Tim Hudak, leader of the Progressive Conservative Party of Ontario, announced on Tuesday that if elected his government would scrap the renewable energy subsidy known as the Feed-in Tariff (FIT) program.
Ontario's Feed-in Tariff program for was meant to dramatically expand green energy capacity in the province. Under the program, renewable energy producers receive prices far above spot for electricity fed into the grid. So long as producers meet the minimum Canadian-origin requirements for labor and material inputs, producers large and small enjoy a government-subsidized price per kilowatt hour as high as 80.2 cents -- about 2400% higher than the typical spot price for electricity in Ontario.
A credible threat from the leader of the Progressive Conservatives is a very bearish development for Canadian renewable energy producers. Hudak's is the latest voice in a growing chorus of commentators who denounce the FIT program as an unsustainable initiative that is significantly increasing electricity costs for households in the province.
Could the provincial Conservatives win in October?
The next provincial election is scheduled for October 6th 2011 and the outcome is anyone's guess. While Dalton McGuinty's Liberal Party won a sizable majority in 2007, there has since been a pronounced rightward shift in the Ontario electorate. Right-leaning populist Rob Ford handily defeated Liberal Party insider George Smitherman to become mayor in Toronto's municipal election of 2010. And Stephen Harper's Conservative Party annihilated the Liberals in the national election earlier this year, handing the once-dominant party its worst defeat in Canadian. Some of the most surprising and decisive Conservative victories in the federal election were in Ontario ridings.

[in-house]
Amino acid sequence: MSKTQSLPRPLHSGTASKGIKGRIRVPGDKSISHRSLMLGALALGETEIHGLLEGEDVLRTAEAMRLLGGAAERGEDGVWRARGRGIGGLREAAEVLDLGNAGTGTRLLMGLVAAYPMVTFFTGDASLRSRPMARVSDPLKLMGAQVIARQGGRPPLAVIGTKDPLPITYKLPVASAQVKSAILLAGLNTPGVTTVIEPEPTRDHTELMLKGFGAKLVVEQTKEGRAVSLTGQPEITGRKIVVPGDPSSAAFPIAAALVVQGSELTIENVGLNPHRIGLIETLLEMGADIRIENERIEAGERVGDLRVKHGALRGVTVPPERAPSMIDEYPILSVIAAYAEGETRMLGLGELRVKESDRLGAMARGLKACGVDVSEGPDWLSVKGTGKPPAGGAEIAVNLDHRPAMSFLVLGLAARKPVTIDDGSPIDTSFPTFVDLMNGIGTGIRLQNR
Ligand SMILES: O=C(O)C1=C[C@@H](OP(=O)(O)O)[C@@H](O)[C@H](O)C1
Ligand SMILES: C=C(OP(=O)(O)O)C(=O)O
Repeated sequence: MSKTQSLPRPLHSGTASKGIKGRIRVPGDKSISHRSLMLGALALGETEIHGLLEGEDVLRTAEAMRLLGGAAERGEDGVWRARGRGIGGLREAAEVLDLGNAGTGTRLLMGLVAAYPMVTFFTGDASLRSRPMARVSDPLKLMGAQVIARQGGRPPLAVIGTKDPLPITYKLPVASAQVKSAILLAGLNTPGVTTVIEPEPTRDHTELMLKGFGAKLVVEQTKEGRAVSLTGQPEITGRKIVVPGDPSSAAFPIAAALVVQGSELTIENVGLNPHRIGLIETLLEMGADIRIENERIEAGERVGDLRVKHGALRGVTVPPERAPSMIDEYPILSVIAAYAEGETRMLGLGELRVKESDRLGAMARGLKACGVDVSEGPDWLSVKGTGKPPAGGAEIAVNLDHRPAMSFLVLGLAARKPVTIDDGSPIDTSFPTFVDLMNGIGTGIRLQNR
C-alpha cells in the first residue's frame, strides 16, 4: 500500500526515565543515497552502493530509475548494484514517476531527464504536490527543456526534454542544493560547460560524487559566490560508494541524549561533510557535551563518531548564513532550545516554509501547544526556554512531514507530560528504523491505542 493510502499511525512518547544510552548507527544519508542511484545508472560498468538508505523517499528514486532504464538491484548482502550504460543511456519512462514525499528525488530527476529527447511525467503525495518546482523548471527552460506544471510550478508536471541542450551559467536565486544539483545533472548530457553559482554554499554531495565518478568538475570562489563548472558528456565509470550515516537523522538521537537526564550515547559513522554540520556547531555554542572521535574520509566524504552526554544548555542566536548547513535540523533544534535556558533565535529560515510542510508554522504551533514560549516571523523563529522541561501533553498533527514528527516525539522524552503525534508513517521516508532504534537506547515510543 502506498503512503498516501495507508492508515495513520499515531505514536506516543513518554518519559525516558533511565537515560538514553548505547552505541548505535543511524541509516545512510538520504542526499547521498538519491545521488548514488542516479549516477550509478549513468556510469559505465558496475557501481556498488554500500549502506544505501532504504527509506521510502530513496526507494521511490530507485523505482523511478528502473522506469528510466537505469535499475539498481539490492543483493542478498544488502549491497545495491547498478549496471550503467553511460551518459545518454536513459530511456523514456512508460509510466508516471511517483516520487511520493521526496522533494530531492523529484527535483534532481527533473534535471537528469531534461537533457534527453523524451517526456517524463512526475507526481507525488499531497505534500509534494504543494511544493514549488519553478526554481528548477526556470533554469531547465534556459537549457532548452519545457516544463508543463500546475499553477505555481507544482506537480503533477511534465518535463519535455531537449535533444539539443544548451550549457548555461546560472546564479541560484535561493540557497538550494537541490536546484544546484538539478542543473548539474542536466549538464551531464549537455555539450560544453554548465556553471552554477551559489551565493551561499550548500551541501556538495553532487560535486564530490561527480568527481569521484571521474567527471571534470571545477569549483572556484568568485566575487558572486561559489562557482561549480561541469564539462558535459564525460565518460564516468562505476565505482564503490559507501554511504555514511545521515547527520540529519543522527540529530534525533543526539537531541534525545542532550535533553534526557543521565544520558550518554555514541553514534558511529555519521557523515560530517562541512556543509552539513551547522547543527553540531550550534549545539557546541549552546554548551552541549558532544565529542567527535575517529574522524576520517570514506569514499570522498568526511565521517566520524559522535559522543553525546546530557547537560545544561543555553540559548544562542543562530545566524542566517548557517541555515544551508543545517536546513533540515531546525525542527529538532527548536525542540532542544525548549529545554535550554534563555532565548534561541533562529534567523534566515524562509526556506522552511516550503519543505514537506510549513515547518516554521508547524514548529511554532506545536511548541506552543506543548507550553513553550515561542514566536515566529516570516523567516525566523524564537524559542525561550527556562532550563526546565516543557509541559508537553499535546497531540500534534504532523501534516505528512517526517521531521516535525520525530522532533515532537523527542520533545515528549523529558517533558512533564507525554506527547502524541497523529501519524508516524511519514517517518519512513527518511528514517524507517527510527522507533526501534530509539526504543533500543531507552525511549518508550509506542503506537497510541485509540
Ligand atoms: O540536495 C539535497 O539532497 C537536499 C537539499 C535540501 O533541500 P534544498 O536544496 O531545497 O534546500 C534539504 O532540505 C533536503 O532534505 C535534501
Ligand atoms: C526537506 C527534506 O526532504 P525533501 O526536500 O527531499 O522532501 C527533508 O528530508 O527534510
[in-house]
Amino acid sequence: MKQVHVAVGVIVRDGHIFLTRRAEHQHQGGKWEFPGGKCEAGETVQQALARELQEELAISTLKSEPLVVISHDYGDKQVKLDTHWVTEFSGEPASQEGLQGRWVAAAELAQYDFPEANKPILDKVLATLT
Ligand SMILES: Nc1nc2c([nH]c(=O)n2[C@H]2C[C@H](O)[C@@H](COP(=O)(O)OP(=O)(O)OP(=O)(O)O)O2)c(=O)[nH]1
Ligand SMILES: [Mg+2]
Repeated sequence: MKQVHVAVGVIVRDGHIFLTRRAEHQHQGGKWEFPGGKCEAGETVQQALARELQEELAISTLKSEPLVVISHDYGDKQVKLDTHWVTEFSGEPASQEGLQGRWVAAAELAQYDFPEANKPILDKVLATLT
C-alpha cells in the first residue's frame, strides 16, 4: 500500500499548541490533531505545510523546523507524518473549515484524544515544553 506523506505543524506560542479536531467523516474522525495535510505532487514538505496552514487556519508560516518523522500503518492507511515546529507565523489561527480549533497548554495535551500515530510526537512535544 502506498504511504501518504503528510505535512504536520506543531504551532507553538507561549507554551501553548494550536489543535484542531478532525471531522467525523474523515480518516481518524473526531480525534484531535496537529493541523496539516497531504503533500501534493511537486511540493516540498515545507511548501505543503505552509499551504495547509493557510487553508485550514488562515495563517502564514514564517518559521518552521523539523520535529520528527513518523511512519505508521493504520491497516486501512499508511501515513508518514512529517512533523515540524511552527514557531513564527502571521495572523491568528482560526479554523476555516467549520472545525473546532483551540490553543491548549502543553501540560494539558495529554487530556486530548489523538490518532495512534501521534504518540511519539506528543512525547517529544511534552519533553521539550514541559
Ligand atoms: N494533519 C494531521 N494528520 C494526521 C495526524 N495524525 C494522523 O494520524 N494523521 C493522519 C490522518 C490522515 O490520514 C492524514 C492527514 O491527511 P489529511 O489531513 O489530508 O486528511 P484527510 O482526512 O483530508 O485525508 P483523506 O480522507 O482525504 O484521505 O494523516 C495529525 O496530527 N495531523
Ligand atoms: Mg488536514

Voters are increasingly conscious of Ontario's ballooning budget deficit and spiraling debt levels which, by some measures, outstrip California's fiscal hole on a per-capita basis. They have also grown suspicious of the Liberal government for introducing new stealth taxes, most notably the infamous Harmonized Sales Tax. And combined with the prospect of higher interest rates on the horizon making home mortgage payments even more expensive, Ontario residents may well be inclined to vote for the party with the most realistic plan to relieve some of the pressure on household budgets, especially with respect to tax and energy expenses.
Adding to the likelihood of change or elimination of the FITprogram is a formal complaint filed at the WTO by Japan in September 2010, alleging the program illegally discriminates against Japanese firms due to the minimum levels of "Canadian content" required to qualify for the subsidy. Soon after Japan's initial filing the United States and European Union formally joined the complaint on September 24 and 27, 2010, respectively.
How to play it:
One company that looks particularly exposed to these developments is Canadian Solar Inc (NASDAQ:CSIQ). CSIQ's revenue sources are uniquely exposed to changes in Ontario government energy policy due to high geographic concentration in the province. Canadian Solar Inc has benefited from the current policy in two ways. First, it has enjoyed inflated revenues from artificially high prices received for clean energy through the FIT program. Additionally, it has benefited from the FIT program's stringent Canadian content requirements on labor and materials which prop up demand for its products and services solely because the company happens to be Canadian. The WTO complaint specifically threatens the Canadian content advantage, while a Conservative victory in October could be toxic for CISQ on all fronts.
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